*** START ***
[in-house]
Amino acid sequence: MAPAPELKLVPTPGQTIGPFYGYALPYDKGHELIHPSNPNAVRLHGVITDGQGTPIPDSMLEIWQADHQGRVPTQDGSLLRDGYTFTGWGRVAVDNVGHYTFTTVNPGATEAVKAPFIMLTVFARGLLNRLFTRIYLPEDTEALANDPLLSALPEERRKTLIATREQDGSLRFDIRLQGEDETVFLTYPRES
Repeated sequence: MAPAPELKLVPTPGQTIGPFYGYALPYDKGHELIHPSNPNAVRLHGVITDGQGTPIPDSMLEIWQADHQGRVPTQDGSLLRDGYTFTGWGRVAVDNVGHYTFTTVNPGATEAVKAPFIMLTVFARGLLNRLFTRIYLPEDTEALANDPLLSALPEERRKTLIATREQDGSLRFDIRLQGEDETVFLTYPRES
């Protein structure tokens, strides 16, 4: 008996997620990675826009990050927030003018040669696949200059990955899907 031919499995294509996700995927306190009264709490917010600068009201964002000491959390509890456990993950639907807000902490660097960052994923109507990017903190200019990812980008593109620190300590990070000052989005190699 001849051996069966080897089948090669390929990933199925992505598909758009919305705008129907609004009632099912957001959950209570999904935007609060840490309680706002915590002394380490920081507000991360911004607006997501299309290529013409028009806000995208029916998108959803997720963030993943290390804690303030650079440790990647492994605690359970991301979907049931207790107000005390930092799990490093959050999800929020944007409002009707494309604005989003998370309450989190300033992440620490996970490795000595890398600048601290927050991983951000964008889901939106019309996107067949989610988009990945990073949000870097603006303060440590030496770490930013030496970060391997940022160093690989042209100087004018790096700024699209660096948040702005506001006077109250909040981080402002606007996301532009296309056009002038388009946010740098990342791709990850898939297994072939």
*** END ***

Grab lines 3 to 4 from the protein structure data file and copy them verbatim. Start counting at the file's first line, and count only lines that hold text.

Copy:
Repeated sequence: MAPAPELKLVPTPGQTIGPFYGYALPYDKGHELIHPSNPNAVRLHGVITDGQGTPIPDSMLEIWQADHQGRVPTQDGSLLRDGYTFTGWGRVAVDNVGHYTFTTVNPGATEAVKAPFIMLTVFARGLLNRLFTRIYLPEDTEALANDPLLSALPEERRKTLIATREQDGSLRFDIRLQGEDETVFLTYPRES
């Protein structure tokens, strides 16, 4: 008996997620990675826009990050927030003018040669696949200059990955899907 031919499995294509996700995927306190009264709490917010600068009201964002000491959390509890456990993950639907807000902490660097960052994923109507990017903190200019990812980008593109620190300590990070000052989005190699 001849051996069966080897089948090669390929990933199925992505598909758009919305705008129907609004009632099912957001959950209570999904935007609060840490309680706002915590002394380490920081507000991360911004607006997501299309290529013409028009806000995208029916998108959803997720963030993943290390804690303030650079440790990647492994605690359970991301979907049931207790107000005390930092799990490093959050999800929020944007409002009707494309604005989003998370309450989190300033992440620490996970490795000595890398600048601290927050991983951000964008889901939106019309996107067949989610988009990945990073949000870097603006303060440590030496770490930013030496970060391997940022160093690989042209100087004018790096700024699209660096948040702005506001006077109250909040981080402002606007996301532009296309056009002038388009946010740098990342791709990850898939297994072939």